As the North Atlantic Treaty Organization celebratesits 60th birthday, there are mounting signsof trouble within the alliance and reasons to doubtthe organization’s relevance regarding the foreignpolicy challenges of the 21st century. Several developmentscontribute to those doubts.
Although NATO has added numerous newmembers during the past decade, most of thempossess minuscule military capabilities. Some ofthem also have murky political systems and contentiousrelations with neighboring states,including (and most troubling) a nuclear‐armedRussia. Thus, NATO’s new members are weak,vulnerable, and provocative — an especially dangerouscombination for the United States in itsrole as NATO’s leader.
There are also growing fissures in the allianceabout how to deal with Russia. The older, WestEuropean powers tend to favor a cautious, conciliatorypolicy, whereas the Central and East Europeancountries advocate a more confrontational,hard-line approach. The United States is caught inthe middle of that intra‐alliance squabble.
Perhaps most worrisome, the defense spendinglevels and military capabilities of NATO’s principalEuropean members have plunged in recentyears. The decay of those military forces hasreached the point that American leaders now worrythat joint operations with U.S. forces arebecoming difficult, if not impossible. The ineffectivenessof the European militaries is apparent inNATO’s stumbling performance in Afghanistan.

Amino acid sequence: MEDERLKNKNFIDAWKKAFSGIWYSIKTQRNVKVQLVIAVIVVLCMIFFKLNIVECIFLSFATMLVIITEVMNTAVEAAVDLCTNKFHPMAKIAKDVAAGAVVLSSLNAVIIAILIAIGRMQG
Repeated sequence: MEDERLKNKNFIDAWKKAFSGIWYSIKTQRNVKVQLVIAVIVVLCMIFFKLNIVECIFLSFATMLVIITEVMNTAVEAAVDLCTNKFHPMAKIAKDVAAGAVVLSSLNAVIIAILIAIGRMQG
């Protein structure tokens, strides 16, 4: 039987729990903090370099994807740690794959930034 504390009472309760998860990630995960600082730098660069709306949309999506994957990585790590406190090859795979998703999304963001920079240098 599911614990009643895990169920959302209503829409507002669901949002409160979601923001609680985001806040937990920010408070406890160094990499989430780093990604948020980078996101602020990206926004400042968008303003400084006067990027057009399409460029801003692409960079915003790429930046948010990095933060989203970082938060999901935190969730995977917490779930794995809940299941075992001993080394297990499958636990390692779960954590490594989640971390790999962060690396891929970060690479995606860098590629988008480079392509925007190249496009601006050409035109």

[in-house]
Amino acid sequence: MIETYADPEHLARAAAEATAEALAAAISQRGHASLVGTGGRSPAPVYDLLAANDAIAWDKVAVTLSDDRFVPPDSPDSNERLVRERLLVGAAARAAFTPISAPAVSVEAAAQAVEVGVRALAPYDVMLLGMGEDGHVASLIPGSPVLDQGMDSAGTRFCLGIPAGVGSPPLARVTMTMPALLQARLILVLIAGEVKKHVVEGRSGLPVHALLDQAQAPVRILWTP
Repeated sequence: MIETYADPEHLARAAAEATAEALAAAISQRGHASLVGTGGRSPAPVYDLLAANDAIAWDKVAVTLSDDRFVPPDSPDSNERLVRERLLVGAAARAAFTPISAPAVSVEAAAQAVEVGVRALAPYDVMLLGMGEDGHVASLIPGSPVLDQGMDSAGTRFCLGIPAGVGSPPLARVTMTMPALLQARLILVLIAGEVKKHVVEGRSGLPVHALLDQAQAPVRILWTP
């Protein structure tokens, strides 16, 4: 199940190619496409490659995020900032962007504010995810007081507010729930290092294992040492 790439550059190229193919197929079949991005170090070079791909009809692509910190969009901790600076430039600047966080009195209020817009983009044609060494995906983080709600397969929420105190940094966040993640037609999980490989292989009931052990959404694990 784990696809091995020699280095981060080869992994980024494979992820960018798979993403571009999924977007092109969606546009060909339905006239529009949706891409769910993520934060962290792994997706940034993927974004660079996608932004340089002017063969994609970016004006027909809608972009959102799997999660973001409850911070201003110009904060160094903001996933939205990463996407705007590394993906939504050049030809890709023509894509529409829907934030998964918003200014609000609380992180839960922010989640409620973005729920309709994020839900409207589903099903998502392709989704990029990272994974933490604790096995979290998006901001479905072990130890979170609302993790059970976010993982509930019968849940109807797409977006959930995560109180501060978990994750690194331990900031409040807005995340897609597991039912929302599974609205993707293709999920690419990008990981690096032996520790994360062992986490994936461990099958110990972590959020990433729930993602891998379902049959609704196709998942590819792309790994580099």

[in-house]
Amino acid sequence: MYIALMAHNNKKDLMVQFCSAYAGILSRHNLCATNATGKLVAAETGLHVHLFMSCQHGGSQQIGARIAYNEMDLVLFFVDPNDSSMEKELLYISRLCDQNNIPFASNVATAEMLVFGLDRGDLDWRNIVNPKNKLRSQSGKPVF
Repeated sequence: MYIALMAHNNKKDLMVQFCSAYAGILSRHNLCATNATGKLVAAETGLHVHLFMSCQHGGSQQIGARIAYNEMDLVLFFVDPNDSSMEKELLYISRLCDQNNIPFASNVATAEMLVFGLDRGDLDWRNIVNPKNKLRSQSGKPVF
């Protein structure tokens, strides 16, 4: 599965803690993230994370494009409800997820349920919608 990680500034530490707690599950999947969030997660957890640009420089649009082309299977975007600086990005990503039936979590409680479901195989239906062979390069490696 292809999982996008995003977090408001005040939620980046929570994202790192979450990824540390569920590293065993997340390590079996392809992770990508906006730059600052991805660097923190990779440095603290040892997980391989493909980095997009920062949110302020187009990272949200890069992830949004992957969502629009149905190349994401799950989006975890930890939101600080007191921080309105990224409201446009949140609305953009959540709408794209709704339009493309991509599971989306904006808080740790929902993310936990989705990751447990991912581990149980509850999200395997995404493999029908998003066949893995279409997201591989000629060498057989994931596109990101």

NATO has outlived whatever usefulness it had.Superficially, it remains an impressive institution,but it has become a hollow shell — far more a politicalhonor society than a meaningful security organization.Yet, while the alliance exists, it is a vehiclefor European countries to free ride on the U.S.militarycommitment instead of spending adequatelyon their own defenses and taking responsibility forthe security of their own region. American calls forgreater burden‐sharing are even more futile todaythan they have been over the past 60 years. Until theUnited States changes the incentives by withdrawingits troops from Europe and phasing out itsNATO commitment, the Europeans will happilycontinue to evade their responsibilities.
Today’s NATO is a bad bargain for the UnitedStates. We have security obligations to countriesthat add little to our own military power. Evenworse, some of those countries could easily entangleAmerica in dangerous parochial disputes. It istime to terminate this increasingly dysfunctionalalliance.